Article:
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Living with cancer and perception of care: Icelandic oncology outpatients, a qualitative study

Hjörleifsdottir, Elisabet LU ; Rahm Hallberg, Ingalill LU ; Gunnarsdottir, Elin Dianna and Bolmsjo, Ingrid Agren (2008) In Supportive Care in Cancer 16(5). p.515-524
Abstract
Aim This qualitative study was set out to explore oncology outpatient experiences of having cancer, to illuminate coping strategies and to explore perceptions of care and service provided while treated for cancer. Materials and methods Thirty patients undergoing chemotherapy or radiotherapy were consecutively selected for the study in three oncology outpatient clinics in Iceland; mean age was 55 years. All participants gave written consent but five dropped out of the study. Twenty-five semi-structured single interviews were conducted and analysed using manifest and latent content analysis. Results The descriptive level of the text could be understood as: (a) getting cancer: alarming experience; (b) coping: balancing life as it was before... (More)
Aim This qualitative study was set out to explore oncology outpatient experiences of having cancer, to illuminate coping strategies and to explore perceptions of care and service provided while treated for cancer. Materials and methods Thirty patients undergoing chemotherapy or radiotherapy were consecutively selected for the study in three oncology outpatient clinics in Iceland; mean age was 55 years. All participants gave written consent but five dropped out of the study. Twenty-five semi-structured single interviews were conducted and analysed using manifest and latent content analysis. Results The descriptive level of the text could be understood as: (a) getting cancer: alarming experience; (b) coping: balancing life as it was before cancer against present situation to achieve normality; (c) satisfaction: encountering caring behaviour enhances satisfaction and well being. Each of the categories encompassed variation of subcategories. All the categories were summarised in the core category: "Being in the alarming situation of getting cancer evokes a strong need to maintain normality and keep uncertainty at distance with support from caring and sensitive encounters." This reflected patients' overall experiences of being diagnosed with cancer, how they coped and their perception of quality of care while going through treatment. Conclusion Reactions to the diagnosis of cancer indicate strong emotional reactions. A strong will to handle the situation and determination to maintain normality in life was prominent. Establishment of positive patient-health care professional relationships, caring encounters, faith, believing in treatment and support from family was highly valued as support and giving hope. (Less)
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author
organization
publishing date
type
Contribution to journal
publication status
published
subject
keywords
outpatients, distress, cancer, coping, satisfaction
in
Supportive Care in Cancer
volume
16
issue
5
pages
515 - 524
publisher
Springer
external identifiers
  • wos:000254777300013
  • scopus:41849128895
ISSN
0941-4355
DOI
10.1007/s00520-007-0333-9
language
English
LU publication?
yes
id
9e117846-a71a-4063-9f12-74d48e005d9e (old id 1206573)
date added to LUP
2008-08-28 14:26:38
date last changed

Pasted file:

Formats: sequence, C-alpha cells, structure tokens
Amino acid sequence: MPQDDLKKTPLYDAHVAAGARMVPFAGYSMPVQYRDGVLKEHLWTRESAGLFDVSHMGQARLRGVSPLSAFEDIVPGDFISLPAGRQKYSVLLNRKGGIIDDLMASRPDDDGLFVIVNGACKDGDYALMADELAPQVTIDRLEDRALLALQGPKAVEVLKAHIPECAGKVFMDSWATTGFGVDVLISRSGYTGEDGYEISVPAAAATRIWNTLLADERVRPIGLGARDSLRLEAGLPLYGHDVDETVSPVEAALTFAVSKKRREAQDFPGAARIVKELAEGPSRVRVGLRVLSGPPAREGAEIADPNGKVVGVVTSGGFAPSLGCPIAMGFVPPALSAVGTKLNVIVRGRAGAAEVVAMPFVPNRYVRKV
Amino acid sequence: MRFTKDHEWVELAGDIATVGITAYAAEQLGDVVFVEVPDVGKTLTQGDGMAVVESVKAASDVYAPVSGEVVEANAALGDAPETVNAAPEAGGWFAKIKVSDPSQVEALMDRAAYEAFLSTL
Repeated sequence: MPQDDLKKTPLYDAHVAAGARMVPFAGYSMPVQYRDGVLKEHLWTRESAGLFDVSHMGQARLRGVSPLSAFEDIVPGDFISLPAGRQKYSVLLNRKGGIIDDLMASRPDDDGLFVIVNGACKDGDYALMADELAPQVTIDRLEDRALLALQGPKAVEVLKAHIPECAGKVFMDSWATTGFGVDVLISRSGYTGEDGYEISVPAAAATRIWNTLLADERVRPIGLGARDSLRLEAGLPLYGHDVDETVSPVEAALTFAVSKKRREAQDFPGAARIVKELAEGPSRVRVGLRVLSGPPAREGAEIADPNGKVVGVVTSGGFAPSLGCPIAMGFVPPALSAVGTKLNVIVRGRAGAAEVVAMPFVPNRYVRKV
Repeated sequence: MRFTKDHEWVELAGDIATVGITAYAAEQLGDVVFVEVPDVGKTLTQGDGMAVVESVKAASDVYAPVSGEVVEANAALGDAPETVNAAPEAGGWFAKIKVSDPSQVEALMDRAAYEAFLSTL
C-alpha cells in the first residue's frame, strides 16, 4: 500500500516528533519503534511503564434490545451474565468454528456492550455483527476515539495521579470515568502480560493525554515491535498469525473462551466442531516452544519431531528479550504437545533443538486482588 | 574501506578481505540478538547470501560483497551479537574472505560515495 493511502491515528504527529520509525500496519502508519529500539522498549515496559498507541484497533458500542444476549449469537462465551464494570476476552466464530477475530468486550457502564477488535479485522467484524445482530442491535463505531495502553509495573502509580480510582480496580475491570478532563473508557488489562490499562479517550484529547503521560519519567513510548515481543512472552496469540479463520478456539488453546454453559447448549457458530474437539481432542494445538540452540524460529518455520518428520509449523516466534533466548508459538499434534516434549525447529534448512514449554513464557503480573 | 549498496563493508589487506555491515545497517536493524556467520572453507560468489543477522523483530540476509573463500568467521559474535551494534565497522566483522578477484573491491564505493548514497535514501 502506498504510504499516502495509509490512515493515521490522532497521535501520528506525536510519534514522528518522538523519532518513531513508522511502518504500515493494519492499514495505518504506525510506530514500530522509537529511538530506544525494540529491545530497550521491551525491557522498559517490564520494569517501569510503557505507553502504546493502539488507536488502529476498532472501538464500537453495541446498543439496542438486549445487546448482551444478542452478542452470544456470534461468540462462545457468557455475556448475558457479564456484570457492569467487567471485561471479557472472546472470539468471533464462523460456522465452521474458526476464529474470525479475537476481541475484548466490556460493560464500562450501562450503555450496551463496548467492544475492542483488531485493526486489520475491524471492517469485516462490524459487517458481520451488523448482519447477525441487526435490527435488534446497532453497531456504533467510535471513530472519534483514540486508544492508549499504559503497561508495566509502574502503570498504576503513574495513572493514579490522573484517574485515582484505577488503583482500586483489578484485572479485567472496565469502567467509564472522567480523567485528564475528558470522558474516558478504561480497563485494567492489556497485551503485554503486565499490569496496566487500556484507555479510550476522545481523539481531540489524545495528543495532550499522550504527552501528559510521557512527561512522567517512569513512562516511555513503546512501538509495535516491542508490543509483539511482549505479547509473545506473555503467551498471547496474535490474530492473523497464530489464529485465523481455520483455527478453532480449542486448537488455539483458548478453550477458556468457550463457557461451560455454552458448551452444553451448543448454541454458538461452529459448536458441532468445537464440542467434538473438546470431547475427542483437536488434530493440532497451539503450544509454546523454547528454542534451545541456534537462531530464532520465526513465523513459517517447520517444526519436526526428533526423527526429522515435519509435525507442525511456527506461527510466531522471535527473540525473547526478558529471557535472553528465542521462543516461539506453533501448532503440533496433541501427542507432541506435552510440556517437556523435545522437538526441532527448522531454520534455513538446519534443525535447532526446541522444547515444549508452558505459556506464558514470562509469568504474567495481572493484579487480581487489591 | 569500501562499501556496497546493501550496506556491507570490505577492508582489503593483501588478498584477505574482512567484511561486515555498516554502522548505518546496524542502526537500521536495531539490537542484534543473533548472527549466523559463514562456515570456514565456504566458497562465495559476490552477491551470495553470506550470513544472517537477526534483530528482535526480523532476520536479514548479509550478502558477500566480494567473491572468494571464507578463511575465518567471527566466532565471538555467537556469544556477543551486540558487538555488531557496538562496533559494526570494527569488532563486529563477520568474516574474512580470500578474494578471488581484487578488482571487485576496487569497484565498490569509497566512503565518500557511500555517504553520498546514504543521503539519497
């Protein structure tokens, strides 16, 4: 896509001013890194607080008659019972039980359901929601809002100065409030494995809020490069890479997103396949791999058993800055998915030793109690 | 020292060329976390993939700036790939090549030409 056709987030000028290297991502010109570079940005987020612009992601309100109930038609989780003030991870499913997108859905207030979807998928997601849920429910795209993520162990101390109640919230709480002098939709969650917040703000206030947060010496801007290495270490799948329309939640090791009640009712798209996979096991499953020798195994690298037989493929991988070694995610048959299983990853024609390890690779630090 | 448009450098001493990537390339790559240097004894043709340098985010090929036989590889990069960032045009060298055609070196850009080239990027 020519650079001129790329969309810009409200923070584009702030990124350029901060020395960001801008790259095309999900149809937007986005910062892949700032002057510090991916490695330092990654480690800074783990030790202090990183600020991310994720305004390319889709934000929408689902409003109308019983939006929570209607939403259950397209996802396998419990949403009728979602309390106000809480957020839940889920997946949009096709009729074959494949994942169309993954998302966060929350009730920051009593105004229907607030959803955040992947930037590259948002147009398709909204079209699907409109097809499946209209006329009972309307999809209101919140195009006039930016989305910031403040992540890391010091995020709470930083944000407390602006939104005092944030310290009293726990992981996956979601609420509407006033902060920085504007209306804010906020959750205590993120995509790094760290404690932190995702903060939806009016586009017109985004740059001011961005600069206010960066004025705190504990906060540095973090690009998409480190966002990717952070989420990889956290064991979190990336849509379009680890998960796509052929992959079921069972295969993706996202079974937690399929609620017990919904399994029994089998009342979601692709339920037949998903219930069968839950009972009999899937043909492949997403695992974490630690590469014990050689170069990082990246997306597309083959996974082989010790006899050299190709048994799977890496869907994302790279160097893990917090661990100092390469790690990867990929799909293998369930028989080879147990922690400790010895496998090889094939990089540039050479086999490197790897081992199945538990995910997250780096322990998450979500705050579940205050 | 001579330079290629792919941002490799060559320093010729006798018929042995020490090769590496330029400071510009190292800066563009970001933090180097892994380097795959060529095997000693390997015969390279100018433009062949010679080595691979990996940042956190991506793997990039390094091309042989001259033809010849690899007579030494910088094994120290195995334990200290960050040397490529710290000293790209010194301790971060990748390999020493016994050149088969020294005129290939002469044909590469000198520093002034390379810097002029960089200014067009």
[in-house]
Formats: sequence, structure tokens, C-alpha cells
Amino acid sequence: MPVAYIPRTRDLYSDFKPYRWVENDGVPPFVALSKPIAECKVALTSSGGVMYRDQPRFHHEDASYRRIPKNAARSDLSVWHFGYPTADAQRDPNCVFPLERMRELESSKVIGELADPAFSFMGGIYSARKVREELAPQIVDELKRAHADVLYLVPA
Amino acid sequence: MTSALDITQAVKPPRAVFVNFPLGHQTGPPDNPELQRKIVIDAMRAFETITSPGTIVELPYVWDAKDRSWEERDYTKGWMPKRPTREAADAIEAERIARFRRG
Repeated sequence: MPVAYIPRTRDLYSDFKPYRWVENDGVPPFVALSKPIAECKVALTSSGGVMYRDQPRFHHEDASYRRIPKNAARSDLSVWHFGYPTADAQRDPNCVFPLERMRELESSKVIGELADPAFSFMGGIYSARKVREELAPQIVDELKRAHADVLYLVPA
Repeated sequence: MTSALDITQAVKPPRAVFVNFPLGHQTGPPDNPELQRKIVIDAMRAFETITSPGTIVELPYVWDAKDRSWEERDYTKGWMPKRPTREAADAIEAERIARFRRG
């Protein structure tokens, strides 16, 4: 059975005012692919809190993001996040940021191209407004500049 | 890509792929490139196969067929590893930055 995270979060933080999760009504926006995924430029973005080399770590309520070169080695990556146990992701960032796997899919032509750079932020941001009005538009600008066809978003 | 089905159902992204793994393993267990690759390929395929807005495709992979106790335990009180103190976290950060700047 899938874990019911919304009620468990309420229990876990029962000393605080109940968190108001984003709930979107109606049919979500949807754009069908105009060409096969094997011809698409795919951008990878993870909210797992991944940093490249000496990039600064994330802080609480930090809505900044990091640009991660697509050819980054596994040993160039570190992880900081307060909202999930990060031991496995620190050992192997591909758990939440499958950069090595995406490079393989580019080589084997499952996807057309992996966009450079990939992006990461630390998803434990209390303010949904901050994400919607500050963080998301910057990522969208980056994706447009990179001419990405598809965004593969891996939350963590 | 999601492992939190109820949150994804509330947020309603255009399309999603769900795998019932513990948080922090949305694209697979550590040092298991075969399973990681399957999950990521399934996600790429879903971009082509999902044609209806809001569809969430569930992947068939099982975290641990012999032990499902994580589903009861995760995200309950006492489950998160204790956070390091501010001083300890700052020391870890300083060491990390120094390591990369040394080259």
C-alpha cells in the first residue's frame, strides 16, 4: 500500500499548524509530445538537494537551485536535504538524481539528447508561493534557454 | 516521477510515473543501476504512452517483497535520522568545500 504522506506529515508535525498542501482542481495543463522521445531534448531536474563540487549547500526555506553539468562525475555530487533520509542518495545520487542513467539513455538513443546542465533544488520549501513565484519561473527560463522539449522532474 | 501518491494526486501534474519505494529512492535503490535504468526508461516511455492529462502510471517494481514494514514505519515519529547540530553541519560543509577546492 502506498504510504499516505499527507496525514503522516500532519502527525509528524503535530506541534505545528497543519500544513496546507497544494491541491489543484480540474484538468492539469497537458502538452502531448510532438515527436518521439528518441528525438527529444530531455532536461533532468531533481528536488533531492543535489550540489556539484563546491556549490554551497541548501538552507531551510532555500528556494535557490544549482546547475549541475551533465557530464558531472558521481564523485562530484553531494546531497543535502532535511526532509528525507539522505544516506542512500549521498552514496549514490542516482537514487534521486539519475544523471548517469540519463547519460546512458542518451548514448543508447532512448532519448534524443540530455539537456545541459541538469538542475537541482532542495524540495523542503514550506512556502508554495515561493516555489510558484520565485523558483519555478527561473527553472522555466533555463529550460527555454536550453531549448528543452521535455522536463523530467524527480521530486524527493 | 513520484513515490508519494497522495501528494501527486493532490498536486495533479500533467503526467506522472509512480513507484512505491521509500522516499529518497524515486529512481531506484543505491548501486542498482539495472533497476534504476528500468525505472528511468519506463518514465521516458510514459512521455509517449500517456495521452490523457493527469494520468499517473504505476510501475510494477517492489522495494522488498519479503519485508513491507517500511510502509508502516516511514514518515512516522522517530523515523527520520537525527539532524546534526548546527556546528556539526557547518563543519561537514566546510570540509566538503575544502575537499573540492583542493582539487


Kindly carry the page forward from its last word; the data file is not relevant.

2017-01-01 06:34:02
@article{9e117846-a71a-4063-9f12-74d48e005d9e,
  abstract     = {Aim This qualitative study was set out to explore oncology outpatient experiences of having cancer, to illuminate coping strategies and to explore perceptions of care and service provided while treated for cancer. Materials and methods Thirty patients undergoing chemotherapy or radiotherapy were consecutively selected for the study in three oncology outpatient clinics in Iceland; mean age was 55 years. All participants gave written consent but five dropped out of the study. Twenty-five semi-structured single interviews were conducted and analysed using manifest and latent content analysis. Results The descriptive level of the text could be understood as: (a) getting cancer: alarming experience; (b) coping: balancing life as it was before cancer against present situation to achieve normality; (c) satisfaction: encountering caring behaviour enhances satisfaction and well being. Each of the categories encompassed variation of subcategories. All the categories were summarised in the core category: "Being in the alarming situation of getting cancer evokes a strong need to maintain normality and keep uncertainty at distance with support from caring and sensitive encounters." This reflected patients' overall experiences of being diagnosed with cancer, how they coped and their perception of quality of care while going through treatment. Conclusion Reactions to the diagnosis of cancer indicate strong emotional reactions. A strong will to handle the situation and determination to maintain normality in life was prominent. Establishment of positive patient-health care professional relationships, caring encounters, faith, believing in treatment and support from family was highly valued as support and giving hope.},
  author       = {Hjörleifsdottir, Elisabet and Rahm Hallberg, Ingalill and Gunnarsdottir, Elin Dianna and Bolmsjo, Ingrid Agren},
  issn         = {0941-4355},
  keyword      = {outpatients,distress,cancer,coping,satisfaction},
  language     = {eng},
  number       = {5},
  pages        = {515--524},
  publisher    = {Springer},
  series       = {Supportive Care in Cancer},
  title        = {Living with cancer and perception of care: Icelandic oncology outpatients, a qualitative study},
  url          = {http://dx.doi.org/10.1007/s00520-007-0333-9},
  volume       = {16},
  year         = {2008},
}